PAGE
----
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Battle of Shiloh Map
|Battle of Shiloh Map: 6 April 1862
|(Courtesy Civil War Preservation Trust)
Battle of Shiloh Map: April 6, 1862 (First Day)
This Civil War Preservation
Trust (CWPT) map shows the detailed troop movements of the Battle of Shiloh on April 6, 1862 overlaid by a map showing the
battlefield land preserved at Shiloh, Tennessee.
|Shiloh Battlefield Map
|(Courtesy Civil War Trust)
Battle of Shiloh Map: April 7, 1862 (Second Day)
This CWPT map shows the detailed troop movements of
the Battle of Shiloh on April 7, 1862 overlaid by a map showing the battlefield land preserved at Shiloh, Tennessee.
Reading: Guide to the Battle of Shiloh, by Army War
College. Description: As Ulysses S. Grant and William Tecumseh Sherman
prepared their inexperienced troops for a massive offensive by an equally green Confederate army in April 1862, the outcome
of the Civil War was still very much in doubt. For two of the most chaotic and ravaging days of the War, the Union forces
counterattacked and fended off the Rebels. Losses were great--more than 20,000 casualties out of 100,000 Union
and Confederate troops. Continued below…
But out of
the struggle, Grant and Sherman forged their own union that would be a major factor in the Union Army's final victory. For
the Confederates, Shiloh
was a devastating disappointment. By the time the siege was over, they had lost both the battle and one of their ablest commanders,
Albert Sidney Johnston. Eyewitness accounts by battle participants make these guides an invaluable resource for travelers
and nontravelers who want a greater understanding of five of the most devastating yet influential years in our nation's history.
Explicit directions to points of interest and maps--illustrating the action and showing the detail of troop position, roads,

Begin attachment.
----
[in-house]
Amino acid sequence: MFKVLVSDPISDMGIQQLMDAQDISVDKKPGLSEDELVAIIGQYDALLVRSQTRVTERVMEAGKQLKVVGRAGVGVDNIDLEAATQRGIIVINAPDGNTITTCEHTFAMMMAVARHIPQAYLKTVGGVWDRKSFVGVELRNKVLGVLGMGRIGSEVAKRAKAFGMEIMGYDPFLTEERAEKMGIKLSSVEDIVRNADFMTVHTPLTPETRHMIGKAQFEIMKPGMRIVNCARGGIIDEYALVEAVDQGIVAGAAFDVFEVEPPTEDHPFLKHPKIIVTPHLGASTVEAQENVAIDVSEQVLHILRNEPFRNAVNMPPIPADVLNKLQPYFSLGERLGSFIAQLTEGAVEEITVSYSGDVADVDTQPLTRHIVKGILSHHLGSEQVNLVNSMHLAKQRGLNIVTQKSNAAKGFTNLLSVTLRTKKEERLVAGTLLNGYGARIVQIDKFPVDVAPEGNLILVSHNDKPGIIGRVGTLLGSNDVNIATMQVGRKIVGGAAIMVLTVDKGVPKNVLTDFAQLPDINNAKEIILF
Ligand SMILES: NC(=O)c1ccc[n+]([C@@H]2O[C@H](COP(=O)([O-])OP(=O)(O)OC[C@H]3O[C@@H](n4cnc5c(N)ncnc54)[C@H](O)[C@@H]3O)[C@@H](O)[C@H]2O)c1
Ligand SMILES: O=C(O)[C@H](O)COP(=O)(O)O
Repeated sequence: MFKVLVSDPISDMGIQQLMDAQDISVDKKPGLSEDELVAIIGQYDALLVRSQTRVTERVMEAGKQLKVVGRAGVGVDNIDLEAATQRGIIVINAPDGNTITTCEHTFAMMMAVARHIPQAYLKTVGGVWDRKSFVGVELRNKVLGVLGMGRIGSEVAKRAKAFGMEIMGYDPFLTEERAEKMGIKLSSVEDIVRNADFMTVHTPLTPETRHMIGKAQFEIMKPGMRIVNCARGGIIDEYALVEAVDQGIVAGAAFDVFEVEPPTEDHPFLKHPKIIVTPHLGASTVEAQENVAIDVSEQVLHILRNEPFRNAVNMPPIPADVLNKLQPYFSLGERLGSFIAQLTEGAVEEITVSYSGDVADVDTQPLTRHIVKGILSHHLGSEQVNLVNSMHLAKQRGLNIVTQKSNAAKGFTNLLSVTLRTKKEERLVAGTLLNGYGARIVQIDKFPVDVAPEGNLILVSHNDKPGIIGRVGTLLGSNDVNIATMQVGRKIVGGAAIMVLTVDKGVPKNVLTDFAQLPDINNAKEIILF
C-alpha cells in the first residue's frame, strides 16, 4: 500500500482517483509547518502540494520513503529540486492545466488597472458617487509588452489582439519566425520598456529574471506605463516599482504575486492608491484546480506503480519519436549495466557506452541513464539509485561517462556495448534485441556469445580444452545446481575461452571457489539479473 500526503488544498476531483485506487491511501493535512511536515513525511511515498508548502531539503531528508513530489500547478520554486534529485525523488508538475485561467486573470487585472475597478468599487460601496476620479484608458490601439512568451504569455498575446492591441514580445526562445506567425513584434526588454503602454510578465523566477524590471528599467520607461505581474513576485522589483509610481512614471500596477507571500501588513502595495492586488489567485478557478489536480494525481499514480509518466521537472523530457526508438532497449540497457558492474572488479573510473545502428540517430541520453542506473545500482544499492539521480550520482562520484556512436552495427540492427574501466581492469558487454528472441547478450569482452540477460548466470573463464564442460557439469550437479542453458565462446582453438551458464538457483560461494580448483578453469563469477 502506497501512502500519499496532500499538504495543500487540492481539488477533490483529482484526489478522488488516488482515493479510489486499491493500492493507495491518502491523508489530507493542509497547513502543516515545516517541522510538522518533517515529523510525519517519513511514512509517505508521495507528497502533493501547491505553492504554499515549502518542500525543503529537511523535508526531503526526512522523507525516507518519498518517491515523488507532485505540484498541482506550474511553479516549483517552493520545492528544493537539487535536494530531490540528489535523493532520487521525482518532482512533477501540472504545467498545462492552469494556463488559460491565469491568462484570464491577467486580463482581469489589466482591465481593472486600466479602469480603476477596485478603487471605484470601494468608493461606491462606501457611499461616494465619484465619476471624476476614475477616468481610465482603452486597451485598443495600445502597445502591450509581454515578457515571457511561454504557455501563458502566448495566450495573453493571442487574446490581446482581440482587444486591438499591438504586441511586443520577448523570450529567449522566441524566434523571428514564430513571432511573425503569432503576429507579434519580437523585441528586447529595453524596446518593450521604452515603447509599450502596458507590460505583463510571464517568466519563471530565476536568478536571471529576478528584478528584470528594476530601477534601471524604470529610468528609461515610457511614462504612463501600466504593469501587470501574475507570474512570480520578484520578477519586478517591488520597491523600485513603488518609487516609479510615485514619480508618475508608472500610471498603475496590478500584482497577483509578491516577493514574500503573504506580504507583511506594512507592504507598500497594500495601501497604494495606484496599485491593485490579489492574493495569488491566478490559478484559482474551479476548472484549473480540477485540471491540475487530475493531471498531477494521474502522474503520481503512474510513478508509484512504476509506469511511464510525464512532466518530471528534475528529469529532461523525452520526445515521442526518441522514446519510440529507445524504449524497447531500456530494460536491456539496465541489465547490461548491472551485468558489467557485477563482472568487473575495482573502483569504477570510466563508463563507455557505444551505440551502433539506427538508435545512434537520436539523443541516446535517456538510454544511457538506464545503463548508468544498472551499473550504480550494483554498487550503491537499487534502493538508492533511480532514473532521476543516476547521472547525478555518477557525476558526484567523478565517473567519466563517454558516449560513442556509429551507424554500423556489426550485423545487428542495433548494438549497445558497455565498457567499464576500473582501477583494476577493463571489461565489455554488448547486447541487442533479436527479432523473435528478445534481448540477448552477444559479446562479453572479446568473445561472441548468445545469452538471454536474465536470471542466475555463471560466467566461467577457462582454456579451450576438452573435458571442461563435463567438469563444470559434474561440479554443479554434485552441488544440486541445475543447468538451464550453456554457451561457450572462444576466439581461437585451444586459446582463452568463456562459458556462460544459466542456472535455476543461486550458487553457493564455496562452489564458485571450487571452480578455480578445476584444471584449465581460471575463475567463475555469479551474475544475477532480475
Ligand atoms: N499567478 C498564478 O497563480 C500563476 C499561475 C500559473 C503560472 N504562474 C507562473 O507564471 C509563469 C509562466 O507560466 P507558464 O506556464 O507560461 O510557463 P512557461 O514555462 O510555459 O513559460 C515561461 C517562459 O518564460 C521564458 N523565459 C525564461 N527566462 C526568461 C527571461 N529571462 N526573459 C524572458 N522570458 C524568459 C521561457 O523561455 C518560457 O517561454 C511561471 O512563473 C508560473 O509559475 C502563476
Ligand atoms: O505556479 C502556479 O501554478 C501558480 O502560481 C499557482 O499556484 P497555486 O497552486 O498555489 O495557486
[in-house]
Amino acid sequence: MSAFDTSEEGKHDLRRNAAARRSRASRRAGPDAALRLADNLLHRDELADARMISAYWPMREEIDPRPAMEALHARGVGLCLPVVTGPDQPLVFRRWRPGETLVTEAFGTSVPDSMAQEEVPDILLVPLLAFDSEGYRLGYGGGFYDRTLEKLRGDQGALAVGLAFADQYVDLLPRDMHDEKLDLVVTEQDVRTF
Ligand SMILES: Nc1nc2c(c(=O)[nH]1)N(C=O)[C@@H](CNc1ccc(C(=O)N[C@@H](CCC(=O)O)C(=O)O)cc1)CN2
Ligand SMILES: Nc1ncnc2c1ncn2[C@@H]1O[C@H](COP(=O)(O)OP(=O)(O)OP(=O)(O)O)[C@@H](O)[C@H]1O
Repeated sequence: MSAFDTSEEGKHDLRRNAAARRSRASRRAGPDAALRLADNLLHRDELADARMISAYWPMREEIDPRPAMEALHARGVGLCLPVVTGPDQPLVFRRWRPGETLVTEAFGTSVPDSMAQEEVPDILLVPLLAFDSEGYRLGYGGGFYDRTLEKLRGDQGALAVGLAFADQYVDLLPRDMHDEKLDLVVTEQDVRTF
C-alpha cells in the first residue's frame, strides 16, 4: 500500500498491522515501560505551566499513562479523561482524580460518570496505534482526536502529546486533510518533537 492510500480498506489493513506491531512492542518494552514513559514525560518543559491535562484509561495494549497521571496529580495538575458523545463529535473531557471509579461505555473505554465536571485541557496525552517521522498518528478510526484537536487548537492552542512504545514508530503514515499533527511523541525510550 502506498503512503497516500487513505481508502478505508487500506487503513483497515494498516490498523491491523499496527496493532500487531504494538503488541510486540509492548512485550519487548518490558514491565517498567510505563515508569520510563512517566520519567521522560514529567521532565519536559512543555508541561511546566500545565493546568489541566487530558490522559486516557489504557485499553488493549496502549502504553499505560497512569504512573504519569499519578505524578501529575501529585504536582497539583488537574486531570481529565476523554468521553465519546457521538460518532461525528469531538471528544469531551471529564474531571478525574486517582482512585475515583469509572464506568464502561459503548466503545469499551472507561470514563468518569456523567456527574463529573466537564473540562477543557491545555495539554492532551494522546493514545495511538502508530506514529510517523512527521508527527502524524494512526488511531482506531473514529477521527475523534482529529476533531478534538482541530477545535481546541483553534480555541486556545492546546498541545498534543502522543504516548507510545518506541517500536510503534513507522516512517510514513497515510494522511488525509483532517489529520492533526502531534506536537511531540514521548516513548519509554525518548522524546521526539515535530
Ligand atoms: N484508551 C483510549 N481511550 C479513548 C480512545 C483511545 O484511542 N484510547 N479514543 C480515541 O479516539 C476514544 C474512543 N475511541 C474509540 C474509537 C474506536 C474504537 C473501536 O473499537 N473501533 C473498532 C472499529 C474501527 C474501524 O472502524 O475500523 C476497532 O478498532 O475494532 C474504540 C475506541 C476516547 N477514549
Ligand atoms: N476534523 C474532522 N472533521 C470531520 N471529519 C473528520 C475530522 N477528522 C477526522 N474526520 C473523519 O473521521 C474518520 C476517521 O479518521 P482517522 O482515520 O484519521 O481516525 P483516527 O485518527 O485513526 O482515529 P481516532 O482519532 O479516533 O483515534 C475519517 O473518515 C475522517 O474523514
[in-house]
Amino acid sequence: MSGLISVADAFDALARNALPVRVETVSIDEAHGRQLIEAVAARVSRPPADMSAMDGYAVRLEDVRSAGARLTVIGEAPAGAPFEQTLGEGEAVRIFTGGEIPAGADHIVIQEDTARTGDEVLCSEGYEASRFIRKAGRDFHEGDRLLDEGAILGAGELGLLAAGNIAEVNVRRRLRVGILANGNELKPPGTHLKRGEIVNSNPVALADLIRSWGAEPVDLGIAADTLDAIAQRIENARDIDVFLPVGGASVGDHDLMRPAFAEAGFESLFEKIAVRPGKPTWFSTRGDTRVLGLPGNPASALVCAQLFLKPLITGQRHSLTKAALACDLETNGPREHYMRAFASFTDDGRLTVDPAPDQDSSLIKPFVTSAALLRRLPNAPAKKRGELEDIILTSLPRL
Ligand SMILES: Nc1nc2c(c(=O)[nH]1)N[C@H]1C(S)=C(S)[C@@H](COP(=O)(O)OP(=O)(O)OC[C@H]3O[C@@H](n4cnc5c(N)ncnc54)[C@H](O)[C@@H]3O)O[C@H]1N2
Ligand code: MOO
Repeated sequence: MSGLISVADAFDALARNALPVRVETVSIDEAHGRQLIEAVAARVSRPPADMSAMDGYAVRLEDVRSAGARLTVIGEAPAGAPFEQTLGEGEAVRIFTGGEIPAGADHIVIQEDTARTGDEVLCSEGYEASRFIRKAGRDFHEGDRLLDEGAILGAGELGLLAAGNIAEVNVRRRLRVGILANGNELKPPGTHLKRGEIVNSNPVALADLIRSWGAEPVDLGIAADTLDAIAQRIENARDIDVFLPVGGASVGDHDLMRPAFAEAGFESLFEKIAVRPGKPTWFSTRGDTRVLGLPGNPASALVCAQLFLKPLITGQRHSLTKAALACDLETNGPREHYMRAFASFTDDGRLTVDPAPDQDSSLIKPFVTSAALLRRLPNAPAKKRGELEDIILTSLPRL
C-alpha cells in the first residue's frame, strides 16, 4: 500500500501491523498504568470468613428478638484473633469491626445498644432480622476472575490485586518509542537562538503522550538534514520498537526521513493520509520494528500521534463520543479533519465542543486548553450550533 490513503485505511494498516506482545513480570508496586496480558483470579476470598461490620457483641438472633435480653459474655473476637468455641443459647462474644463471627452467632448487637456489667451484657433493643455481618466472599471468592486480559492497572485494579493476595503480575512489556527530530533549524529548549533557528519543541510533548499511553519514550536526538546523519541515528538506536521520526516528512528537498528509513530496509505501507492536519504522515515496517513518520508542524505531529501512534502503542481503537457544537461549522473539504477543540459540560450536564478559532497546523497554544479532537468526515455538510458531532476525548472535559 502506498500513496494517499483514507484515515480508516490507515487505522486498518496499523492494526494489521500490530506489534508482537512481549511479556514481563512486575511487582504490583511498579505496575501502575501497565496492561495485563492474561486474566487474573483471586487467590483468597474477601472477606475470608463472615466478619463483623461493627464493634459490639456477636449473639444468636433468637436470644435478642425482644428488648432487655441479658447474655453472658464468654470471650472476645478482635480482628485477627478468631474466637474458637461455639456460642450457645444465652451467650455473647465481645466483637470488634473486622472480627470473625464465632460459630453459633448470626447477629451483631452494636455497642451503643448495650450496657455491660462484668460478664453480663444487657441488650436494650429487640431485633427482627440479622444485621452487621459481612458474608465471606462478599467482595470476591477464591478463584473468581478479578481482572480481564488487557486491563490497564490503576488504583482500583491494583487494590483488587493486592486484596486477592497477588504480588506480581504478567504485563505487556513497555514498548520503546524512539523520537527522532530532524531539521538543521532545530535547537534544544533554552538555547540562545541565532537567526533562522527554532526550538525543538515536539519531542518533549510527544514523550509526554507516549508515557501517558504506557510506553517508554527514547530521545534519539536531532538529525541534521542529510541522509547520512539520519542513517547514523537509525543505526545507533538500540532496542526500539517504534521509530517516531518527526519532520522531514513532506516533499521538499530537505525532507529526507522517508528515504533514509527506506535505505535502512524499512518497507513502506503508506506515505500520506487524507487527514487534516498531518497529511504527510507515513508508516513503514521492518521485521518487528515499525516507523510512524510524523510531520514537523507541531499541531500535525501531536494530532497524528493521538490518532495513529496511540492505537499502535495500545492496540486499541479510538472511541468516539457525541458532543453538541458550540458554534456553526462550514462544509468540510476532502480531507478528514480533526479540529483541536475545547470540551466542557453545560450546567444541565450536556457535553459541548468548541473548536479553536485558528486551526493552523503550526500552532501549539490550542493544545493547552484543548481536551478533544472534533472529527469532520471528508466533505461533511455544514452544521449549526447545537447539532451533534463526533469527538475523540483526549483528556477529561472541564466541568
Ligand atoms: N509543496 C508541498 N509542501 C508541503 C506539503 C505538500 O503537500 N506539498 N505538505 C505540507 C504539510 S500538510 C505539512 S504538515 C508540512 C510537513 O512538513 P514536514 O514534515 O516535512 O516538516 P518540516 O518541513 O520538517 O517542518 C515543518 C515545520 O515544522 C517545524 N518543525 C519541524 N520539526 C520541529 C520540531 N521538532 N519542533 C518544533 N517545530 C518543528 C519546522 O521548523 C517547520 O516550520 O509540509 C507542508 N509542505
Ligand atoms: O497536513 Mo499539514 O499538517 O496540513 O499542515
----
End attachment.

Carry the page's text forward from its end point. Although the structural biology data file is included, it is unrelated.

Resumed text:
rivers, elevations, and tree lines as they were 130 years ago--help bring the battles to life. In the field, these guides
can be used to recreate each battle's setting and proportions, giving the reader a sense of the tension and fear each soldier
must have felt as he faced his enemy. This book is part of the U.S. Army War College Guides to Civil War Battles series.
Reading: Shiloh: A Battlefield Guide (This Hallowed Ground: Guides to Civil War), by Mark Grimsley (Author), Steven E. Woodworth
(Author). Description: Peabody’s Battle Line, McCuller’s Field, Stuart’s Defense, the Peach Orchard, and
Hell’s Hollow—these monuments mark some of the critical moments in the battle of Shiloh but offer the visitor
only the most meager sense of what happened on the banks of the Tennessee in April 1862. This battlefield guide breathes life
into Civil War history, giving readers a clear picture of the setting at the time of engagement, who was where, and when and
how the battle progressed. Continued below…
lead the user on a one-day tour of one of the most important battlefields of the war, the guide provides precise directions
to all the key locations in a manner reflecting how the battle itself unfolded. A wealth of maps, vivid descriptions, and
careful but accessible analysis makes plain the sweep of events and the geography of the battlefield, enhancing the experience
for the serious student, the casual visitor, and the armchair tourist alike.
About the Authors:
Mark Grimsley is a professor of history at Ohio State University. He is the author of And Keep
Moving On: The Virginia Campaign, May–June, 1864, and the co-editor of Civilians in the Path of War, both published
by the University of Nebraska Press.
Steven E. Woodworth is a professor of history at Texas Christian University. He is the author of Chickamauga: A Battlefield Guide and Six Armies in Tennessee:
The Chickamauga and Chattanooga Campaigns.
Recommended Reading: The Battle of Shiloh and the Organizations Engaged (Hardcover). Description: How can an essential "cornerstone of
Shiloh historiography" remain unavailable to the general public for so long? That's what
I kept thinking as I was reading this reprint of the 1913 edition of David W. Reed's “The Battle of Shiloh and the Organizations
Engaged.” Reed, a veteran of the Battle of Shiloh and the first historian of the Shiloh National Military
Park, was tabbed to write the official history of the battle, and this
book was the result. Reed wrote a short, concise history of the fighting and included quite a bit of other valuable information
in the pages that followed. The large and impressive maps that accompanied the original text are here converted into digital
format and included in a CD located within a flap at the back of the book. Author and former Shiloh Park Ranger Timothy Smith